Alternative mobile app markets have become a great place to find new games, utilities and other apps. But mostly they’re great if you’re looking for the latest stealthy Android malware. The newest example is a piece of malware called TGLoader that is showing up in repackaged legitimate apps and has the ability to get root privileges on victims’ phones and also cost them quite a bit of money by sending SMS messages to premium-rate numbers.
The TGLoader malware has appeared in some alternative Android app markets recently, and researchers at North Carolina State University discovered and analyzed it, finding it has a wide range of capabilities. The malware uses the “exploid” root exploit to get root privileges on compromised phones, and from there it starts installing a variety of apps and Android code that are designed to perform a long list of malicious actions.
“After that, it further installed several payloads (including both native binary programs and Android apps) unbeknownst to users. The malware also listens to remote C&C servers for further instructions. Specifically, one particular ‘phone-home’ function supported in TGLoader is to retrieve a destination number and related message body from the C&C servers. Once received, it composes the message and sends it out in the background. This is a typical strategy that has been widely used in recent Android malware to send out SMS messages to premium-rate numbers,” Xuxian Jiang, an assistant professor at NC State, wrote in an analysis of the new malware.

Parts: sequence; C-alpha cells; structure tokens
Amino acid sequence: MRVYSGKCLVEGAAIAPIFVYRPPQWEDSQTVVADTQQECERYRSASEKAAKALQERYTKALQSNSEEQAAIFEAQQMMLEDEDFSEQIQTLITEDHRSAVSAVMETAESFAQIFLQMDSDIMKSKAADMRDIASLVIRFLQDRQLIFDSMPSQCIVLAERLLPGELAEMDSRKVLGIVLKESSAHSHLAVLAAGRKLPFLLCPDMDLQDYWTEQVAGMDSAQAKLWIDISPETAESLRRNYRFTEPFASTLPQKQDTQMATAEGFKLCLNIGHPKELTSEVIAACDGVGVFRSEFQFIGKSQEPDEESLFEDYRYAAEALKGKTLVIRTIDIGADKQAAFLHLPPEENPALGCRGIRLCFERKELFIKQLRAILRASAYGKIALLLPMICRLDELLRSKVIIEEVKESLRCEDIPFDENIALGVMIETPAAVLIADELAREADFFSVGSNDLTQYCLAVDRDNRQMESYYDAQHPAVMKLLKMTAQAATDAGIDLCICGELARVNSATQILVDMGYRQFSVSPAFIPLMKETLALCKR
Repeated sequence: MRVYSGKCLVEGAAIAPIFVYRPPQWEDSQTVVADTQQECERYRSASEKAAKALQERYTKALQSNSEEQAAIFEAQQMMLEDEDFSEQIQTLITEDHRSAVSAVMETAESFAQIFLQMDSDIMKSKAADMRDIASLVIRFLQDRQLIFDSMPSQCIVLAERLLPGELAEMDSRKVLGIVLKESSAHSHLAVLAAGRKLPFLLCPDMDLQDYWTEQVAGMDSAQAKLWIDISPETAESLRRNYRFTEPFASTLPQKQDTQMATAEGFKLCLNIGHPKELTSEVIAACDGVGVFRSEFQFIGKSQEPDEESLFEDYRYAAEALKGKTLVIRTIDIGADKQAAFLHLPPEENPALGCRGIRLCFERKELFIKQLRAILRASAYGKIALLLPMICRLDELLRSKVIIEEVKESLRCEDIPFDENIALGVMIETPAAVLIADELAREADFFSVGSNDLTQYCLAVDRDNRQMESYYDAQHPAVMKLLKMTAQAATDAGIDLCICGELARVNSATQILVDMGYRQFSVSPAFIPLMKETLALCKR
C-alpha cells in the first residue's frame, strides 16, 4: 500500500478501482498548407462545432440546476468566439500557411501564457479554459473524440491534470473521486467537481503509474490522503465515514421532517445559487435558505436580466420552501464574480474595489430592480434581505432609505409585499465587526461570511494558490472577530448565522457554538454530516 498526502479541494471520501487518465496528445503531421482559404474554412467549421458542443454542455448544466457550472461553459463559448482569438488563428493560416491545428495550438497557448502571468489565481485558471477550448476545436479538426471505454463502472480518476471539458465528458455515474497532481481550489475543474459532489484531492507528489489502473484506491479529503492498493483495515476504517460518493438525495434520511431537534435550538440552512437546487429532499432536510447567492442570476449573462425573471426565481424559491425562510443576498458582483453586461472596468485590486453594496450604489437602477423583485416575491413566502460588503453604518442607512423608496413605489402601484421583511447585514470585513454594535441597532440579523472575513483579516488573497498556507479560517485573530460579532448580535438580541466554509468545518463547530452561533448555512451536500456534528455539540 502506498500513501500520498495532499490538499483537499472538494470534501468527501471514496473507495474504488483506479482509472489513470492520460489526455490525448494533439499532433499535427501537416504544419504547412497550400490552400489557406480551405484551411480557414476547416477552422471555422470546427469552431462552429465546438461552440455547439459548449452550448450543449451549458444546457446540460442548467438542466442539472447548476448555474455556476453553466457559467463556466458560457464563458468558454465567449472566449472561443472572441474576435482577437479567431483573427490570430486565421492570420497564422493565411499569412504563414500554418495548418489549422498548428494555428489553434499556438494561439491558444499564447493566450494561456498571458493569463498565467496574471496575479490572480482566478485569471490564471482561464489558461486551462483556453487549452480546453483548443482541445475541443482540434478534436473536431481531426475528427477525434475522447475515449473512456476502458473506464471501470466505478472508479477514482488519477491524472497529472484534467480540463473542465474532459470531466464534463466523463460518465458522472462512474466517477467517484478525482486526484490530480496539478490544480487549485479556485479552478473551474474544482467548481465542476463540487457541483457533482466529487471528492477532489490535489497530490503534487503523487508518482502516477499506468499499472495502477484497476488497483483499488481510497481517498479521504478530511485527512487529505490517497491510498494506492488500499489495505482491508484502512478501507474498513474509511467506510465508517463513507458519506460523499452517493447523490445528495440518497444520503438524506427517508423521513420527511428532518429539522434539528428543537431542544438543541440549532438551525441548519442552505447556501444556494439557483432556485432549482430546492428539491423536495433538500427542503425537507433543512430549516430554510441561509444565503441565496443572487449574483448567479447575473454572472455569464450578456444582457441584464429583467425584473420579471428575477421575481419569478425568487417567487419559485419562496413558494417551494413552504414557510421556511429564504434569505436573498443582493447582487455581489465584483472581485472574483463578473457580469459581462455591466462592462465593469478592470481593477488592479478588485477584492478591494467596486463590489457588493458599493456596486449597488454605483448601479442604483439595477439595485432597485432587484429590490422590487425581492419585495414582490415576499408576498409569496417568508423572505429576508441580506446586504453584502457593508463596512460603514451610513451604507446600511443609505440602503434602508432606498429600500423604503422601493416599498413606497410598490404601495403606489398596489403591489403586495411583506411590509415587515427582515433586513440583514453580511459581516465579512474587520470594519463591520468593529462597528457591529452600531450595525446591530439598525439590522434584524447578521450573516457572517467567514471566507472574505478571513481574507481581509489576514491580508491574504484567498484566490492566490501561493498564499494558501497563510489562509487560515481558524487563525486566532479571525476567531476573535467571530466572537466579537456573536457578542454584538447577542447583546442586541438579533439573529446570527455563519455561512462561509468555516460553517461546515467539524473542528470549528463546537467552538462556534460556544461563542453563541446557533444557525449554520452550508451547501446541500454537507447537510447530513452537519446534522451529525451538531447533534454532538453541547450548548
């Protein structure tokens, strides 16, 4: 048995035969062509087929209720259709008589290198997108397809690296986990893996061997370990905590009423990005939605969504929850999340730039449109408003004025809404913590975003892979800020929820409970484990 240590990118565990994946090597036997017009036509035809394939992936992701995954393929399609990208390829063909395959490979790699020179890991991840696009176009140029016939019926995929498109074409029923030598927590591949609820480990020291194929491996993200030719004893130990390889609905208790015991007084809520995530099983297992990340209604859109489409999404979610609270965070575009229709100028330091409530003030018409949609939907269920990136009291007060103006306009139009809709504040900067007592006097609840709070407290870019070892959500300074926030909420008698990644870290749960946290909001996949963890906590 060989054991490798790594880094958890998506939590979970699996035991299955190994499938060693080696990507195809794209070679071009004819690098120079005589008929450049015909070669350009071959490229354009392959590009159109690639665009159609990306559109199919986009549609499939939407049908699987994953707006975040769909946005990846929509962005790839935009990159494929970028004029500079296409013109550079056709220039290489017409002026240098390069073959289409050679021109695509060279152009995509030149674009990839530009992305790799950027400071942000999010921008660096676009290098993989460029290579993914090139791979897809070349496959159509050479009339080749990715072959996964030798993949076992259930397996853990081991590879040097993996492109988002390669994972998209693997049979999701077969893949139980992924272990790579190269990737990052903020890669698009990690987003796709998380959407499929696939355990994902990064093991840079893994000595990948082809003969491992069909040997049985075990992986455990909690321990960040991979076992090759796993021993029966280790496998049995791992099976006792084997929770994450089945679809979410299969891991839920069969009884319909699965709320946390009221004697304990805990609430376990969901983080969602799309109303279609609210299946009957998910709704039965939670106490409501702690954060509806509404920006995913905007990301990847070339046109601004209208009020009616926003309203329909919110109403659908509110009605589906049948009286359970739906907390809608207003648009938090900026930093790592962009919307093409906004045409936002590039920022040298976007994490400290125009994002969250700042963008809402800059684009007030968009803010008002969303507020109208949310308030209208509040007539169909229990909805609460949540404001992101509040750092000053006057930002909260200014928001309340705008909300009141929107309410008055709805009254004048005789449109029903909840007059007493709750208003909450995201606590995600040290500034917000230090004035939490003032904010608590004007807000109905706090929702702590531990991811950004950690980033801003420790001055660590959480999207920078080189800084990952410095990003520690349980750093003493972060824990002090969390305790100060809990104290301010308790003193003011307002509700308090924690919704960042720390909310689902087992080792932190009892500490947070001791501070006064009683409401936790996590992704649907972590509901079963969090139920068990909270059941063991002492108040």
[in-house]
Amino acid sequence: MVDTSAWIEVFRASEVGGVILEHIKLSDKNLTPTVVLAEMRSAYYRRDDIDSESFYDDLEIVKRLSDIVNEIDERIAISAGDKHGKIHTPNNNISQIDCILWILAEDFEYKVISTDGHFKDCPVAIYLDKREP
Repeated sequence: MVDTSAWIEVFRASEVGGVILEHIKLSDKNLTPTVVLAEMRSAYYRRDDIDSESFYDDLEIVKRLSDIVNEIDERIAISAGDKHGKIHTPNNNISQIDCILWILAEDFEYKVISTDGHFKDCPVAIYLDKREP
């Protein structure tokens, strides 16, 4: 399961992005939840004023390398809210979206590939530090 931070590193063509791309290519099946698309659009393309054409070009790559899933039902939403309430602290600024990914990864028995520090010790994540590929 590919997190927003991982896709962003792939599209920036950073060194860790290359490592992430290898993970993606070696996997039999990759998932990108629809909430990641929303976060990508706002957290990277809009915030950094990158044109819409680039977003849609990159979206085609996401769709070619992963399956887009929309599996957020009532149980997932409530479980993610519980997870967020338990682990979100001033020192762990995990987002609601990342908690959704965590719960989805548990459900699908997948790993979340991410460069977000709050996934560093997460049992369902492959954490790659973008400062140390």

The TGLoader malware typically is found in otherwise legitimate apps that have been repackaged to include the malicious code. Once it’s on the device, the malware will start a new service inside the compromised app, which will then be started every time the app is executed.
“Upon the execution, it will copy all of its payloads, including native binaries and embedded apks into the current directory. In the meantime, it will also launch the exploid root exploit to elevate its privilege. After getting the root privilege, it will copy enclosed native binary programs into the system partition. One particular native program will connect to the remote C&C servers with information collected in the infected phones and wait for instructions,” Jiang wrote.
The researchers have not found the TGLoader malware in the official Android Market at this point. There have been a number of incidents in the last year or so with malware being found in apps in the Android Market and Google has shown a willingness to pull those apps from the market, as well as from users’ phones, when they’re identified. But this incident has been confined to the alternative markets so far.